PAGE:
Monday, May 9, 2011

Cooking in a Campervan - Part 2

Back to the food of the honeymoon.

Not actually something I cooked.  Rather it was something we found at Reefton, at the horse races.  A hamburger patty on a slice of bread with some grilled onions and tomato sauce.
Of course, had to get some chips and a soda.
Doug being annoyed again at such a tiny handle. Look at his giant man fingers! How is he supposed to pick that up?!
Lets give BeaNZ a chance.  (Turns out we've had better baked beans)
Mmmm.  Steak with caramelized garlic and red wine sauce.  Seeing this picture again makes me think I should be on the hunt for good steaks and a bottle of red wine.
Our last Farmer's Market.  Onions, avocado, bell pepper, zucchini, banana, mushrooms, and pirate ship coffee.  Their claim to fame was that they actually roasted their beans on a boat.  The coffee was alright, but not the best we had in NZ.
Just what is an "American Hotdog?"  Answer: a corndog.
More chips.  I love chips.
Roasted garlic and roasted garlic salt.  I'm not sure if we ripped this guy off or if he ripped us off, but the original deal was two bags of smoked salt, a head of smoked garlic, and a salt shaker.  I asked to exchange the salt shaker for an extra bag of salt and ended up walking away with four bags of smoked salt, two heads of smoked garlic, and no salt shaker.
One of the wineries did olive and olive oil tasting with their wine tasting.
Pretty tasty wine.  I asked if I could buy a glass, but they said they didn't have any to spare.
Another winery.  Had a great conversation about New Zealand with the woman who owned the place.  The conversation was so good she accidentally bagged a bottle of Pinot Gris for me instead of a bottle of Riesling.  Though the Pinot Gris was good, it didn't have the lemony finish of the Riesling, which was my favorite part.
Doug sniffing the smoked garlic.  I think he even told the clove it was to become dinner.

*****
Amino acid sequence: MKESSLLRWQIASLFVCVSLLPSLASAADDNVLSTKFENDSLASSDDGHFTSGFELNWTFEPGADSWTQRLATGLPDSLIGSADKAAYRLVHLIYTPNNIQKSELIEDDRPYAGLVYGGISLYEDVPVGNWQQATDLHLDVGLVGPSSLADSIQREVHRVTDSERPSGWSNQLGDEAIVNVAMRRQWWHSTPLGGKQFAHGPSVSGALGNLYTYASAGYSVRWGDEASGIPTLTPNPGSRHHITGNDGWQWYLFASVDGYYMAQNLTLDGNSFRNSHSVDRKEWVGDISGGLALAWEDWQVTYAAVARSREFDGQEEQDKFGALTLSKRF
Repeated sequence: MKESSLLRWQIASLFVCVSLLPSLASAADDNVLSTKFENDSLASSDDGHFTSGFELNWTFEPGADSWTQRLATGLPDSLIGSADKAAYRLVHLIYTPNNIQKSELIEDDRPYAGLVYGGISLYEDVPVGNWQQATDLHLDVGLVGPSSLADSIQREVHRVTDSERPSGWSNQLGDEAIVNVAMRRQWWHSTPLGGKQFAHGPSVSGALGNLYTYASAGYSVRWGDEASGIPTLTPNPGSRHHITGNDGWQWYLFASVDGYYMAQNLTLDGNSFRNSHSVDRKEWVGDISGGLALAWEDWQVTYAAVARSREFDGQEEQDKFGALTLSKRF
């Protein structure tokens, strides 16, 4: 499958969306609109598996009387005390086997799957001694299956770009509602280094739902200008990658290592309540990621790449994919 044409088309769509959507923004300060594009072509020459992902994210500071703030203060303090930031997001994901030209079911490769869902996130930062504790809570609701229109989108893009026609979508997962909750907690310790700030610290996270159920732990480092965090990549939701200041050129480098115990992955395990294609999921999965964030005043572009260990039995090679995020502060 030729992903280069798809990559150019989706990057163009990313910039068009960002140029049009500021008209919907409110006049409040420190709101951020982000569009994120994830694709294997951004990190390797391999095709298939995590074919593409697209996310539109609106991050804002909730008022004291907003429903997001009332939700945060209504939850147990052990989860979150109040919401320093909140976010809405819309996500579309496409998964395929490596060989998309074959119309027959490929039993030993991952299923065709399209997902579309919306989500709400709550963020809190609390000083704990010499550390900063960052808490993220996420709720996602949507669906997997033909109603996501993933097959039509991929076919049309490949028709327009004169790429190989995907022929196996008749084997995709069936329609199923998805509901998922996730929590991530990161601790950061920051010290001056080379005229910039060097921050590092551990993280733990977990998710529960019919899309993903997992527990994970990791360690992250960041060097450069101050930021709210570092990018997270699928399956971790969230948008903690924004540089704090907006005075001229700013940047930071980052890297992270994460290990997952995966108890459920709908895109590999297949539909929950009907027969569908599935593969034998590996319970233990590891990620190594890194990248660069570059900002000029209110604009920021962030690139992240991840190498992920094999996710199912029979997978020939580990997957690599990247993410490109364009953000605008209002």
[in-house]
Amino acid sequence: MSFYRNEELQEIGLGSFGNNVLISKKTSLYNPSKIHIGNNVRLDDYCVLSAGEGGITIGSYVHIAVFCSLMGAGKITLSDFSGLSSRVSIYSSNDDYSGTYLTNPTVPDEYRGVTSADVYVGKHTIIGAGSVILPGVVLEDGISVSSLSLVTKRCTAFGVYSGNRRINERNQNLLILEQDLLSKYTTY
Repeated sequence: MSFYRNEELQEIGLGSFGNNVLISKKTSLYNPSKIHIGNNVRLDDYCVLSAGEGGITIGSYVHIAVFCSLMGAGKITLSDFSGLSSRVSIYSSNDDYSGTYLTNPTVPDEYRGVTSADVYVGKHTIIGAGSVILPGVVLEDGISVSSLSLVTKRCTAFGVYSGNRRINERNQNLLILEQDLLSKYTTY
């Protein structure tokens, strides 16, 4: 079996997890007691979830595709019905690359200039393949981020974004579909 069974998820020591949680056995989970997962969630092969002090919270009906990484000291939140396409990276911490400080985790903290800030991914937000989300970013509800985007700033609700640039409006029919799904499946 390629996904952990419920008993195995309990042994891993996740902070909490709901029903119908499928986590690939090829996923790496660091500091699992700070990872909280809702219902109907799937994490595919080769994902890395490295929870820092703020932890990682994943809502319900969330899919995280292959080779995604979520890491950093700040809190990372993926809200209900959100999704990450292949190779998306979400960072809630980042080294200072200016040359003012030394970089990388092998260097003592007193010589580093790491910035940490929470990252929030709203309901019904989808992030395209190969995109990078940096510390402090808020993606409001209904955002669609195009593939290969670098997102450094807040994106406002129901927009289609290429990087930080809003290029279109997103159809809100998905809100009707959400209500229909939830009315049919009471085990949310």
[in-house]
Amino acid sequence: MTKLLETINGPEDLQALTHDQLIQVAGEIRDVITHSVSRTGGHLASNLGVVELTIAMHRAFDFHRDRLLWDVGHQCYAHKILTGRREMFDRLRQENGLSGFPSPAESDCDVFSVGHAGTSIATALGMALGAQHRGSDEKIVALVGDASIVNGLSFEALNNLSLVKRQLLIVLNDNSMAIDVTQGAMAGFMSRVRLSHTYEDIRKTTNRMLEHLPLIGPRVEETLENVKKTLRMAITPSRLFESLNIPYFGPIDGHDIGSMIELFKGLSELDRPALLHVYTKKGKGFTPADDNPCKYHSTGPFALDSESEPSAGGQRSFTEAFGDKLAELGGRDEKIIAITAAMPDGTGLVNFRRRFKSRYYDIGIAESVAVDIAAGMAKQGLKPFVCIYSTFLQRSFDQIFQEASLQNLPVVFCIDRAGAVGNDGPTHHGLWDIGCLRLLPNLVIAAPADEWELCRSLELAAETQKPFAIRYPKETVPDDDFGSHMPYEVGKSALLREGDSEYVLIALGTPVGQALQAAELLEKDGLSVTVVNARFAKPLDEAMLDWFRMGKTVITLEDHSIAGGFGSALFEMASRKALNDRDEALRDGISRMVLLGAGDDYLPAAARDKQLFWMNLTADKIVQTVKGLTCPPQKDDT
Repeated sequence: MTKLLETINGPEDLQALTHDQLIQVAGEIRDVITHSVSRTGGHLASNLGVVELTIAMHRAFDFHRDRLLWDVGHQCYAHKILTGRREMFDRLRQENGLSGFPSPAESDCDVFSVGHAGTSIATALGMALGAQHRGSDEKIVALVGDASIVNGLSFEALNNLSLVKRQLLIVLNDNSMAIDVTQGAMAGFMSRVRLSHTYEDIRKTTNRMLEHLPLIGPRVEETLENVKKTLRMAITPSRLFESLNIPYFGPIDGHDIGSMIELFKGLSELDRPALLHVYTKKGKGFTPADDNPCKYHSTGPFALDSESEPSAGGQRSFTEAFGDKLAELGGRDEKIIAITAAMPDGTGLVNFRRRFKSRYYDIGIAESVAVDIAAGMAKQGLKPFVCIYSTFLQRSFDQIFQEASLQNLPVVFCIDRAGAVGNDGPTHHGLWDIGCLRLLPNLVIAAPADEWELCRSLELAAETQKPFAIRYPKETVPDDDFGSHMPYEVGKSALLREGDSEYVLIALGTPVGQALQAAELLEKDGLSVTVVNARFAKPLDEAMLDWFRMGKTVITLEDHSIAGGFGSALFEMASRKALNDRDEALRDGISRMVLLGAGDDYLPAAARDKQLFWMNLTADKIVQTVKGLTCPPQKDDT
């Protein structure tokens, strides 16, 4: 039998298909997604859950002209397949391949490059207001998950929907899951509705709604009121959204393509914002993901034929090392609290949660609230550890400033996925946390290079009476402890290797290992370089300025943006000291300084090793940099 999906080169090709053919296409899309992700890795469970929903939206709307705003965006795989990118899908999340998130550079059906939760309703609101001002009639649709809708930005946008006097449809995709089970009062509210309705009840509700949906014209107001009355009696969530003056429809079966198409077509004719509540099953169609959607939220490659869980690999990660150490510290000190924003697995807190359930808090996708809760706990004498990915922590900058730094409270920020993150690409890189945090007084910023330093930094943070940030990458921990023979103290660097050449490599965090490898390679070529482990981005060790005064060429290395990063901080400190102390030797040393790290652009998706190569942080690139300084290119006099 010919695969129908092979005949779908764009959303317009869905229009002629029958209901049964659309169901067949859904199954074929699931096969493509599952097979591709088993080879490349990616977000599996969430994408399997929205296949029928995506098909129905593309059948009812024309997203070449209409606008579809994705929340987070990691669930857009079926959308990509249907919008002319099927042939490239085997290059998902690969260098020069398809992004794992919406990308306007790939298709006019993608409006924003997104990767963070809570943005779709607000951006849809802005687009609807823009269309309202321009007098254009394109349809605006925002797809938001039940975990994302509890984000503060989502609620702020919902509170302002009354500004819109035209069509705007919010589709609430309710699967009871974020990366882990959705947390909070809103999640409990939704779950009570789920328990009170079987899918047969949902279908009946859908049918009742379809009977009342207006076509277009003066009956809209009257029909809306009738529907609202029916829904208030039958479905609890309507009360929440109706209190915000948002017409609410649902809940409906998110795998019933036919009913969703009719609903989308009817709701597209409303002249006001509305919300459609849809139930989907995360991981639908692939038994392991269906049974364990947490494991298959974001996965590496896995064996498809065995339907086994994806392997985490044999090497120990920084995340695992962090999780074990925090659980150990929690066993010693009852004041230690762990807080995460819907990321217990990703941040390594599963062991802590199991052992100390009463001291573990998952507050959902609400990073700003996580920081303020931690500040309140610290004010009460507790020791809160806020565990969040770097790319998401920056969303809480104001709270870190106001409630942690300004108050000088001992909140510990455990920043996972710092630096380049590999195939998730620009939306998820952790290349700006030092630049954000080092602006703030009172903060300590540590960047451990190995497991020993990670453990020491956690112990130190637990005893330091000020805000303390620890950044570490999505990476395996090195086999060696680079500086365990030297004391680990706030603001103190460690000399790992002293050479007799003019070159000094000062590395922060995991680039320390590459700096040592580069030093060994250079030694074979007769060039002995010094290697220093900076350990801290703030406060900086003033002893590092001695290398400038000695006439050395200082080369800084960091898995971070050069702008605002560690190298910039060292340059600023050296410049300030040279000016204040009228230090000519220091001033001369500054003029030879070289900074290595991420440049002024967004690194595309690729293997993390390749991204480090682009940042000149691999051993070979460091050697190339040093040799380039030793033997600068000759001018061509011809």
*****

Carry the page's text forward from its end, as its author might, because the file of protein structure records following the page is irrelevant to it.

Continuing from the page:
Oy! My lettuce is alive!!
A tiny plant.
Breakfast outside, the camper is getting cramped.
Easiest cleanup? Grill ALL THE THINGS.  Grilled onions, zucchini, bell pepper, and of course, LAMB.  All with a healthy sprinkling of that tasty smoked garlic salt.
A fancy last meal for the campervan: cup noodles and a glass of white.

Saturday, May 7, 2011

Holy Giant Bread!

So, back to that starter I started 3 weeks ago...

 After 24 hours it was already starting to bubble nicely.  I think it helped that I put it in the oven over night with the light on.  It gets nice and warm in there with just the light.

For the next few days I continued to put it in the oven over night with the light on.  But on the 4th day it started looking flat.  It would be nice and bubbly after adding the 1/4 flour and 1/4 of water, but by morning all was still.  And when stirred it was very soupy.  So for a couple of days I skipped the water and only added flour.

That seemed to perk it up a bit again, but it would be flat by morning.  I decided it was because I was not feeding it enough.  And I stopped putting it in the oven, letting it get a bit cool at night (around 60 degrees).

When I got to two cups of starter I did a loaf of bread.

 The bread got HUGE.  My oven is small, 17 inches across on the inside, which means only my dinner plate sized stone fits within.  I started the loaf in the bread machine, no need to do all the mixing myself.  When the dough was ready for the final rise I put it on my little stone, covered it in plastic wrap and a kitchen towel, then finished the 30 minutes of the Dr. Who episode I was in the middle of.

I really thought it would take longer than 30 minutes for the loaf to double.  It did not.  And it continued to rise as I heated the oven.
 It's bigger than my head!
 Nice on the inside though, no big holes.
Nice texture too.

And: not too sour.  Could be for a couple of reasons.  Maybe my starter is too young.  Over time it may get more sour.  Or maybe the natural yeast in Hawaii just won't make all that sour of a loaf.  Either way, the starter now has a home in my fridge.  I'll give it a few more loaves before I decide how worthy it is.